From Wednesday 4th August, the general trend in the weather involved a shallow slow moving depression, tending to complex and fill, heading from the vicinity of the Bristol Channel towards the central North Sea.  It produced a heavy thunderstorm in the South as the cold Atlantic air it brought with it, undercut the warm, humid stagnant air that had built up in the slow moving air over the continent and British Isles.  However, as the front cleared, the air soon warmed up again and with the airflow still from the south, it was humid.  Scattered thunderstorms recurred on Friday 6th, as a result, while conditions at sea were misty and sultry.  The thundery depression was filling, nonetheless, while a weak cold front, trailing southwards from a shallow depression south of Spitzbergen straddled Scotland and Ireland (see Chart 1).  Out in the Atlantic, a major Atlantic depression, with associated fronts, was moving westward between Cape Farewell and Iceland, with a secondary feature developing on its cold front.


Certainly, it looked as though dryer Atlantic air would flow over the country before the next depression arrived, and, in fact, an old occlusion (see Chart 1) lying down the eastern side of the United Kingdom, was sharpening on Saturday 6th into a cold front, with contrasting warm humid air to the east and a shallow low consequently developed to the east of Scotland.  These developments are not shown on Charts 1 or 2 (Daily Telegraph) owing to the generalised nature of these weather maps, but were ascertained in discussion with RAF Honington over the telephone.


In fact the situation can be seen more clearly on Chart 3 (Meteorological Office) for Saturday 7th August.  I shall use these charts after Friday 6th, as “actual situation” maps were not available (published one day in arrears).


I was not in hasty contact with RAF Honington, as I felt the potential developments, in the light of our needs, seemed favourable.  Further, shipping forecasts were recorded and interpreted together with BBC 1 weather forecasts.


During Saturday, reports indicated that the cold front was progressing across the United Kingdom (see Chart 3) but it was still misty in the River Orwell, with thick fog off Harwich.  The next major depression was still in situ, but its energy was pretty well spent, as its fronts had run up against the strong ridge of high pressure extending up to the Norwegian Sea from the Azores anticyclone.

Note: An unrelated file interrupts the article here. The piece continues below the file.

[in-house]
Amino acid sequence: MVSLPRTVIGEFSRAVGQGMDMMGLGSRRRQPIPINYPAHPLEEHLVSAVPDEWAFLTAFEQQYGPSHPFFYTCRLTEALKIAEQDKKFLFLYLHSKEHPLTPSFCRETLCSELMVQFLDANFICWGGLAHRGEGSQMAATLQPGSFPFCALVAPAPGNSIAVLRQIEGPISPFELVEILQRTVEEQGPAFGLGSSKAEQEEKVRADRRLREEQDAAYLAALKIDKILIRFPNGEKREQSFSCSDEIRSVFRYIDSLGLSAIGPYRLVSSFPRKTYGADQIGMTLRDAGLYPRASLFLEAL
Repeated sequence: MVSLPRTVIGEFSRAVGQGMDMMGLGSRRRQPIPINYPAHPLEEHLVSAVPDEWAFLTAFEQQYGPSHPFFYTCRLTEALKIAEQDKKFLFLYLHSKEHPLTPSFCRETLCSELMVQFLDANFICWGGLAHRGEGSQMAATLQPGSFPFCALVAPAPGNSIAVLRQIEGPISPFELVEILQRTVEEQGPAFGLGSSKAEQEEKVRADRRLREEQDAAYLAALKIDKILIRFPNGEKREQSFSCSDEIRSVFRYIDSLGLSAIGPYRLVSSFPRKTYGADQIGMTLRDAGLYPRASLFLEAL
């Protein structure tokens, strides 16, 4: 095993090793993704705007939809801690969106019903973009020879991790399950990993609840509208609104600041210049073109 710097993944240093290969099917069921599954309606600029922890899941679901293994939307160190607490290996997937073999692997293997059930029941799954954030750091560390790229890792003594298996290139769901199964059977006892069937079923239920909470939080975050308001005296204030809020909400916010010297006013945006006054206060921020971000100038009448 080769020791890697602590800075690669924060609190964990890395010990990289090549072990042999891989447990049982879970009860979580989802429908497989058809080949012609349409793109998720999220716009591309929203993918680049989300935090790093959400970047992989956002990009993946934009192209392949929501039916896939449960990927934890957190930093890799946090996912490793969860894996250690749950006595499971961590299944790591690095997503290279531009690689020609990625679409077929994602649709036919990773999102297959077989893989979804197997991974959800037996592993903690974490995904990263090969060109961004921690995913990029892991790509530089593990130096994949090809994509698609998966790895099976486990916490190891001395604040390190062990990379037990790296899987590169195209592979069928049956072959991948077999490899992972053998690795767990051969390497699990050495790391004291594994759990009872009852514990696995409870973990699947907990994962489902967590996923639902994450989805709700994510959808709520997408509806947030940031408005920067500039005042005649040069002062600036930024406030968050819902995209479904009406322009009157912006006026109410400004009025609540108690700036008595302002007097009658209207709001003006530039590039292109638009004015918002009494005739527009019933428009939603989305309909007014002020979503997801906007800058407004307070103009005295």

However the secondary low was fast advancing towards northern Scotland, and it was this feature which was now the most important.  Although the cold front pushed the humid air away and cleared the North Sea of fog, the secondary low collapsed the high pressure ridge ahead, bringing the wind from a light north westerly to a west to south westerly.  Together with the northward bound anticyclone from the south, this tightened the pressure gradient sufficiently to give a consistent light to moderate breeze.


Decision time was Saturday evening. By that time, the cold front had passed through and pressure was falling generally as the ridge of high pressure progressively declined.  In advance of the incoming depression, a moderate to fresh southwest/westerly looked probable, with good visibility.  It was not clear how strong the breeze would be nor how long it would last. At any rate, it should be reasonably warm and sunny.


Further consultation took place with RAF Honington who were once again helpful.  The view was that the wind would be south-west to west, force 3 to 4, for the following 24 hours.  The north Scotland depression was filling but the anticyclone to the south (see Chart 3) was edging slowly north, maintaining the pressure gradient.  Visibility was likely to be good/moderate and it would be sunny and warm, perhaps with some increasing high cloud late in the day, as a weakening warm front approached.


The weather was then predicted to be as good as could be hoped for, and in other respects, we were as well prepared as we could be, in these unusual circumstances.  In principle, when George arrived back from the wedding, we decided to go if the weather forecast still gave us a clear run at 4 am the next morning.  I had got a quantity of gear on board Merlin during the day and scrubbed her, so George went off to do the navigation.  In any case, we agreed to plan for a 5 am start.